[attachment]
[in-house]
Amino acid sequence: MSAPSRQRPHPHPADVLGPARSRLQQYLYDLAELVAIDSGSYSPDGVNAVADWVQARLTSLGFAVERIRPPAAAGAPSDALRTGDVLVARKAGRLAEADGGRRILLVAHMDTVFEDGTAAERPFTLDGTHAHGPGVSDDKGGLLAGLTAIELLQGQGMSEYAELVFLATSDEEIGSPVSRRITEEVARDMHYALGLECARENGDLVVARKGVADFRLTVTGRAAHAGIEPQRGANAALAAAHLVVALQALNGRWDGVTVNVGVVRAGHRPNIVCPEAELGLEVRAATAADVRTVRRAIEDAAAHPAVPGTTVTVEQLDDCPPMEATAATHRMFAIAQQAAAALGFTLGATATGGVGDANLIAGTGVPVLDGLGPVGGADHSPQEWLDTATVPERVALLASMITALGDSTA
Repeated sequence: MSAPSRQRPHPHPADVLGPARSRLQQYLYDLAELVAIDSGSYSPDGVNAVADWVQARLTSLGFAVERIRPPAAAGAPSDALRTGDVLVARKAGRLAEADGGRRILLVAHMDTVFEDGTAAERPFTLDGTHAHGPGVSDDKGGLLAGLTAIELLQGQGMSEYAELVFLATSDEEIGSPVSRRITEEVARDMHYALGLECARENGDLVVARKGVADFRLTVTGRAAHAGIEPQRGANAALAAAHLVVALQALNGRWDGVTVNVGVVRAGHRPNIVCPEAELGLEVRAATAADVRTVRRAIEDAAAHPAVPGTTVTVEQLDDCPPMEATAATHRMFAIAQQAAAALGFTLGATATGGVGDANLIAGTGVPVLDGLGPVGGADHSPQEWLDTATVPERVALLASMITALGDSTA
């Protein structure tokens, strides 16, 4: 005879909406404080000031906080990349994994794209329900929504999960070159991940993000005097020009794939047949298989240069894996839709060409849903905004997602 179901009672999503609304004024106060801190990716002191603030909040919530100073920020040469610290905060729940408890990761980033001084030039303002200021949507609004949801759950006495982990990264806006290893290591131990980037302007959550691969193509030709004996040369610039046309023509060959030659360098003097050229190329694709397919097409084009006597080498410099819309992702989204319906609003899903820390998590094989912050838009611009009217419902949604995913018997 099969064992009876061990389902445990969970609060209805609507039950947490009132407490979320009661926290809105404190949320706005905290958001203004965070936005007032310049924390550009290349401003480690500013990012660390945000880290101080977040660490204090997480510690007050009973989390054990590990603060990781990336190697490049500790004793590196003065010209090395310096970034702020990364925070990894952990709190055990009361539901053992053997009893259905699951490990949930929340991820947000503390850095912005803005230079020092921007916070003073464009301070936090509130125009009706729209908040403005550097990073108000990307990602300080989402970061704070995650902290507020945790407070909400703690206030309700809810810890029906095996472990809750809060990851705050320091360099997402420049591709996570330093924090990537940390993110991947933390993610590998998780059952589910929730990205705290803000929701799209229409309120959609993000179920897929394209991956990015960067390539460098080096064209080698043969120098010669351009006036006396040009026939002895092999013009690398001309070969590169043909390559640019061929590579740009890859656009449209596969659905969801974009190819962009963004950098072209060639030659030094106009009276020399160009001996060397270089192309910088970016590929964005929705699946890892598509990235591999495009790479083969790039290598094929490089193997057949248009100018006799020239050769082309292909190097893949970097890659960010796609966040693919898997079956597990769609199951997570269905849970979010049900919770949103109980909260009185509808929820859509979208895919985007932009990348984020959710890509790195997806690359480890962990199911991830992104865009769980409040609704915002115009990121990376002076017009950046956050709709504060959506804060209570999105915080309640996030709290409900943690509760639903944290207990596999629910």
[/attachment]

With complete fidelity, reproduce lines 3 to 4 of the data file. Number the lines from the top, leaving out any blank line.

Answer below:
Repeated sequence: MSAPSRQRPHPHPADVLGPARSRLQQYLYDLAELVAIDSGSYSPDGVNAVADWVQARLTSLGFAVERIRPPAAAGAPSDALRTGDVLVARKAGRLAEADGGRRILLVAHMDTVFEDGTAAERPFTLDGTHAHGPGVSDDKGGLLAGLTAIELLQGQGMSEYAELVFLATSDEEIGSPVSRRITEEVARDMHYALGLECARENGDLVVARKGVADFRLTVTGRAAHAGIEPQRGANAALAAAHLVVALQALNGRWDGVTVNVGVVRAGHRPNIVCPEAELGLEVRAATAADVRTVRRAIEDAAAHPAVPGTTVTVEQLDDCPPMEATAATHRMFAIAQQAAAALGFTLGATATGGVGDANLIAGTGVPVLDGLGPVGGADHSPQEWLDTATVPERVALLASMITALGDSTA
């Protein structure tokens, strides 16, 4: 005879909406404080000031906080990349994994794209329900929504999960070159991940993000005097020009794939047949298989240069894996839709060409849903905004997602 179901009672999503609304004024106060801190990716002191603030909040919530100073920020040469610290905060729940408890990761980033001084030039303002200021949507609004949801759950006495982990990264806006290893290591131990980037302007959550691969193509030709004996040369610039046309023509060959030659360098003097050229190329694709397919097409084009006597080498410099819309992702989204319906609003899903820390998590094989912050838009611009009217419902949604995913018997 099969064992009876061990389902445990969970609060209805609507039950947490009132407490979320009661926290809105404190949320706005905290958001203004965070936005007032310049924390550009290349401003480690500013990012660390945000880290101080977040660490204090997480510690007050009973989390054990590990603060990781990336190697490049500790004793590196003065010209090395310096970034702020990364925070990894952990709190055990009361539901053992053997009893259905699951490990949930929340991820947000503390850095912005803005230079020092921007916070003073464009301070936090509130125009009706729209908040403005550097990073108000990307990602300080989402970061704070995650902290507020945790407070909400703690206030309700809810810890029906095996472990809750809060990851705050320091360099997402420049591709996570330093924090990537940390993110991947933390993610590998998780059952589910929730990205705290803000929701799209229409309120959609993000179920897929394209991956990015960067390539460098080096064209080698043969120098010669351009006036006396040009026939002895092999013009690398001309070969590169043909390559640019061929590579740009890859656009449209596969659905969801974009190819962009963004950098072209060639030659030094106009009276020399160009001996060397270089192309910088970016590929964005929705699946890892598509990235591999495009790479083969790039290598094929490089193997057949248009100018006799020239050769082309292909190097893949970097890659960010796609966040693919898997079956597990769609199951997570269905849970979010049900919770949103109980909260009185509808929820859509979208895919985007932009990348984020959710890509790195997806690359480890962990199911991830992104865009769980409040609704915002115009990121990376002076017009950046956050709709504060959506804060209570999105915080309640996030709290409900943690509760639903944290207990596999629910």